There is a code embedded in the ruling in The Da Vinci Code plagiarism case.
You can find it by searching for the characters in italic and boldface scattered throughout the ruling. The first characters spell out “SMITHCODE”: that’s the name of the judge who wrote the ruling The rest remains unsolved.
According to The Times, the remaining letters are: J, a, e, i, e, x, t, o, s, t, p, s, a, c, g, r, e, a, m, q, w, f, k, a, d, p, m, q, z.
According to The Register, the remaining letters are: j a e i e x t o s t g p s a c g r e a m q w f k a d p m q z v.
According to one of my readers, who says he “may have missed some letters,” it’s: SMITHYCODEJAEIEXTOSTGPSACGREAMQWFKADPMQZV.
I think a bunch of us need to check for ourselves, and then compare notes.
And then we have to start working on solving the thing.
From the BBC:
Although he would not be drawn on his code and its meaning, Mr Justice Smith said he would probably confirm it if someone cracked it, which was “not a difficult thing to do”.
As an aside, I am mentioned in Da Vinci Code. No, really. Page 199 of the American hardcover edition. “Da Vinci had been a cryptography pioneer, Sophie knew, although he was seldom given credit. Sophie’s university instructors, while presenting computer encryption methods for securing data, praised modern cryptologists like Zimmermann and Schneier but failed to mention that it was Leonardo who had invented one of the first rudimentary forms of public key encryption centuries ago.”
That’s right. I am a realistic background detail.
EDITED TO ADD (4/28): The code is broken. Details are in The New York Times:
Among Justice Smith’s hints, he told decoders to look at page 255 in the British paperback edition of “The Da Vinci Code,” where the protagonists discuss the Fibonacci Sequence, a famous numerical series in which each number is the sum of the two preceding ones. Omitting the zero as Dan Brown, “The Da Vinci Code” author, does the series begins 1, 1, 2, 3, 5, 8, 13, 21.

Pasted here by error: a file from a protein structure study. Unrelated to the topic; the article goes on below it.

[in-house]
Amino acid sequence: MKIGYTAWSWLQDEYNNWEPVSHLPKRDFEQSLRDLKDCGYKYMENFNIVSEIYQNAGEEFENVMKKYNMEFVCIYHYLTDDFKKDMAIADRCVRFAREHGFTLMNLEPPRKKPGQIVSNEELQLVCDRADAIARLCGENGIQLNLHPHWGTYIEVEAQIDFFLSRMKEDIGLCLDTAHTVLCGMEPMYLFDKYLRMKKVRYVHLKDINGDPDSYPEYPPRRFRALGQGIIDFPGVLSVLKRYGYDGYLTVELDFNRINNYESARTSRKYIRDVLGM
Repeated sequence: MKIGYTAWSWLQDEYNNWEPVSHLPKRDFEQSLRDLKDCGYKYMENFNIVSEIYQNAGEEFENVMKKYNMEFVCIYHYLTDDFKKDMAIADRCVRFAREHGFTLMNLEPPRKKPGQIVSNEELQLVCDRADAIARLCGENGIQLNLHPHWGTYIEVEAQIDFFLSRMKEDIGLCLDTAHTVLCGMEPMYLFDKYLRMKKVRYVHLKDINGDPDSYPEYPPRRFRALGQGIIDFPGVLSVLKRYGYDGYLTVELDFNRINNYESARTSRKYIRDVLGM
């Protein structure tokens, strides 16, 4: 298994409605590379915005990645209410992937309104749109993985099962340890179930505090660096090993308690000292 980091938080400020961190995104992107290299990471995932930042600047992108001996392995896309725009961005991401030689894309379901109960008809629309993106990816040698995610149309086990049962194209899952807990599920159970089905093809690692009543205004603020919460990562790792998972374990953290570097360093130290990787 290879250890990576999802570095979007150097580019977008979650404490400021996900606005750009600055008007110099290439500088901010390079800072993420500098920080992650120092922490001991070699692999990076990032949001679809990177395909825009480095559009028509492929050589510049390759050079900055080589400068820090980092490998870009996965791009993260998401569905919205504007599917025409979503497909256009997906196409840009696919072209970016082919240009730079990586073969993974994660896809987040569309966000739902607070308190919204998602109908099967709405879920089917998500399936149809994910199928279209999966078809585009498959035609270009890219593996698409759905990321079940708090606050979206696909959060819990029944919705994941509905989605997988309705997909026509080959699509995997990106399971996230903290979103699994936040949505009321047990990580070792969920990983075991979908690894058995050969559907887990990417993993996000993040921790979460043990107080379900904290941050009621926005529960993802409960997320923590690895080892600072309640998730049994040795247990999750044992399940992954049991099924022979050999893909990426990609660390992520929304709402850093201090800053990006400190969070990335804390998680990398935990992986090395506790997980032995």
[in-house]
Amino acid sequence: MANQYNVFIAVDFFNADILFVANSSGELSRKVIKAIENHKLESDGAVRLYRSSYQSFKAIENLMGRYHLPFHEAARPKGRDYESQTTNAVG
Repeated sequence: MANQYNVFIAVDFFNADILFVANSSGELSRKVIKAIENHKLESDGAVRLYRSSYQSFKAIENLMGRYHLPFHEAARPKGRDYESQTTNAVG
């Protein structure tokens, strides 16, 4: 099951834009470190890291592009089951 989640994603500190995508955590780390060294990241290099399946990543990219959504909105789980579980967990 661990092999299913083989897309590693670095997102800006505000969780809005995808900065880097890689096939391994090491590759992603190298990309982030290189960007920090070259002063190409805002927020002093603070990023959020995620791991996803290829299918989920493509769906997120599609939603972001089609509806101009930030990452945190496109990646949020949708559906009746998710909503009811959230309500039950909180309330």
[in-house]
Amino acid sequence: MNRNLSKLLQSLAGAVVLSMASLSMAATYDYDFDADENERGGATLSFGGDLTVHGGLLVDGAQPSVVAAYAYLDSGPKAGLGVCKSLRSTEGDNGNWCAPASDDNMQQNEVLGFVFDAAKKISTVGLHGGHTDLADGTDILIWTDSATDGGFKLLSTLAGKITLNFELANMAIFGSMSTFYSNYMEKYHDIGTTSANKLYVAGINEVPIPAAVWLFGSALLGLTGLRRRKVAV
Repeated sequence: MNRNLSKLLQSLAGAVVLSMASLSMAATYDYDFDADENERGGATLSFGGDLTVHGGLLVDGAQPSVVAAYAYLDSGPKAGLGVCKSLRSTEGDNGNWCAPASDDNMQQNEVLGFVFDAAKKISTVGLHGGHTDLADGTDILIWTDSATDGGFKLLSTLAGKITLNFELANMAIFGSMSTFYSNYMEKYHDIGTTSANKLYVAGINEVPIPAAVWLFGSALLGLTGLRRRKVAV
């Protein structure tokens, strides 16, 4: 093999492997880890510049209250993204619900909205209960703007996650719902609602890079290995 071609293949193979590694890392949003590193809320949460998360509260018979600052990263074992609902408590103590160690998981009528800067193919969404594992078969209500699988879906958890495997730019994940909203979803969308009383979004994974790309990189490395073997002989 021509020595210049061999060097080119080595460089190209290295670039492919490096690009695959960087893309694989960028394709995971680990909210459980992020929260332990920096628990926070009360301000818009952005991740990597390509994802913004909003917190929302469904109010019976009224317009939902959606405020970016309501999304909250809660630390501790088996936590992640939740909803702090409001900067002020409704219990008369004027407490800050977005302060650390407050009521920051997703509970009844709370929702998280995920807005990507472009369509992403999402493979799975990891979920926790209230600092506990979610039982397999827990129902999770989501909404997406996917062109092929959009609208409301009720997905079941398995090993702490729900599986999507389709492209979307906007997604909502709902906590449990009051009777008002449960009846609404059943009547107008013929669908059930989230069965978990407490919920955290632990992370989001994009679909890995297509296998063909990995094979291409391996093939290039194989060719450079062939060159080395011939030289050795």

Solving the judge’s code requires repeatedly applying the Fibonacci Sequence, through the number 21, to the apparently random coded letters that appear in boldfaced italics in the text of his ruling: JAEIEXTOSTGPSACGREAMQWFKADPMQZVZ.
For example, the fourth letter of the coded message is I. The fourth number of the Fibonacci Sequence, as used in “The Da Vinci Code,” is 3. Therefore, decoding the I requires an alphabet that starts at the third letter of the regular alphabet, C. I is the ninth letter regularly; the ninth letter of the alphabet starting with C is K; thus, the I in the coded message stands for the letter K.
The judge inserted two twists to confound codebreakers. One is a typographical error: a letter that should have been an H in both the coded message and its translation is instead a T. The other is drawn from “Holy Blood, Holy Grail,” the other book in the copy right case. It concerns the number 2 in the Fibonacci series, which becomes a requirement to count two letters back in the regular alphabet rather than a signal to use an alphabet that begins with B. For instance, the first E in the coded message, which corresponds to a 2 in the Fibonacci series, becomes a C in the answer.
The message reads: “Jackie Fisher who are you Dreadnought.”
I’m disappointed, actually. That was a whopper of a hint, and I would have preferred the judge to keep quiet.
EDITED TO ADD (5/8): Commentary on my name being in The Da Vinci Code.
Posted on April 27, 2006 at 6:47 PM •